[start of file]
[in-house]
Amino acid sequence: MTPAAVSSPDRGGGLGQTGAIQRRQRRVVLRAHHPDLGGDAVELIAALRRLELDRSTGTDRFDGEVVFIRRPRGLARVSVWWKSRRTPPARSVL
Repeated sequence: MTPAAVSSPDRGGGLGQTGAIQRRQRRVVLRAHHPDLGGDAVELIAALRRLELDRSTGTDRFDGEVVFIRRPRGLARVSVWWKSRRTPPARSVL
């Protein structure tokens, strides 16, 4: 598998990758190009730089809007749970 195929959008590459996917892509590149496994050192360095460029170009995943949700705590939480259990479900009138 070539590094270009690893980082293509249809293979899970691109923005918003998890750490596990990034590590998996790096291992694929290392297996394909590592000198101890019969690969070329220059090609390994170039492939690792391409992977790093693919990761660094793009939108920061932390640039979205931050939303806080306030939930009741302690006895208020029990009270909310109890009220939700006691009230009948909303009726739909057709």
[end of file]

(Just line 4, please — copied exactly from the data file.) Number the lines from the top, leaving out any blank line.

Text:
């Protein structure tokens, strides 16, 4: 598998990758190009730089809007749970 195929959008590459996917892509590149496994050192360095460029170009995943949700705590939480259990479900009138 070539590094270009690893980082293509249809293979899970691109923005918003998890750490596990990034590590998996790096291992694929290392297996394909590592000198101890019969690969070329220059090609390994170039492939690792391409992977790093693919990761660094793009939108920061932390640039979205931050939303806080306030939930009741302690006895208020029990009270909310109890009220939700006691009230009948909303009726739909057709």